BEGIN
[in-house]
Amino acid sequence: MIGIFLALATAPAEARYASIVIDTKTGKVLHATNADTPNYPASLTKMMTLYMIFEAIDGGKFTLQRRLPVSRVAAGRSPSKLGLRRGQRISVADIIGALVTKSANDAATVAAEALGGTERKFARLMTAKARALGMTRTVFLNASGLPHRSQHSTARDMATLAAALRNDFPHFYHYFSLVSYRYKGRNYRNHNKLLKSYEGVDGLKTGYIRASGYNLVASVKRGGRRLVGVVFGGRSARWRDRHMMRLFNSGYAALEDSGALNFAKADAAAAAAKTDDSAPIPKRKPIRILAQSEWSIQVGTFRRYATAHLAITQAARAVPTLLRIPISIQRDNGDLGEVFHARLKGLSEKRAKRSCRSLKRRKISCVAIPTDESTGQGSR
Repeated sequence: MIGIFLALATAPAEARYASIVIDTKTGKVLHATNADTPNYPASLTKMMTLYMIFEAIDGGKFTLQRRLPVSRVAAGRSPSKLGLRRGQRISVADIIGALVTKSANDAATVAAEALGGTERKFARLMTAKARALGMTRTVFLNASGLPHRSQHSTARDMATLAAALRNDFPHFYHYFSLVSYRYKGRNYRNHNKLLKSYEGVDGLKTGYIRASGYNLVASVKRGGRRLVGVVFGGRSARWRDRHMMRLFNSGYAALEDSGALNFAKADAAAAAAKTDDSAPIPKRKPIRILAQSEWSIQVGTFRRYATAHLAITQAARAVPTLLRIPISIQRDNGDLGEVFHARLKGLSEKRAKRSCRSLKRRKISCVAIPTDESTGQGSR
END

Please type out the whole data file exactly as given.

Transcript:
[in-house]
Amino acid sequence: MIGIFLALATAPAEARYASIVIDTKTGKVLHATNADTPNYPASLTKMMTLYMIFEAIDGGKFTLQRRLPVSRVAAGRSPSKLGLRRGQRISVADIIGALVTKSANDAATVAAEALGGTERKFARLMTAKARALGMTRTVFLNASGLPHRSQHSTARDMATLAAALRNDFPHFYHYFSLVSYRYKGRNYRNHNKLLKSYEGVDGLKTGYIRASGYNLVASVKRGGRRLVGVVFGGRSARWRDRHMMRLFNSGYAALEDSGALNFAKADAAAAAAKTDDSAPIPKRKPIRILAQSEWSIQVGTFRRYATAHLAITQAARAVPTLLRIPISIQRDNGDLGEVFHARLKGLSEKRAKRSCRSLKRRKISCVAIPTDESTGQGSR
Repeated sequence: MIGIFLALATAPAEARYASIVIDTKTGKVLHATNADTPNYPASLTKMMTLYMIFEAIDGGKFTLQRRLPVSRVAAGRSPSKLGLRRGQRISVADIIGALVTKSANDAATVAAEALGGTERKFARLMTAKARALGMTRTVFLNASGLPHRSQHSTARDMATLAAALRNDFPHFYHYFSLVSYRYKGRNYRNHNKLLKSYEGVDGLKTGYIRASGYNLVASVKRGGRRLVGVVFGGRSARWRDRHMMRLFNSGYAALEDSGALNFAKADAAAAAAKTDDSAPIPKRKPIRILAQSEWSIQVGTFRRYATAHLAITQAARAVPTLLRIPISIQRDNGDLGEVFHARLKGLSEKRAKRSCRSLKRRKISCVAIPTDESTGQGSR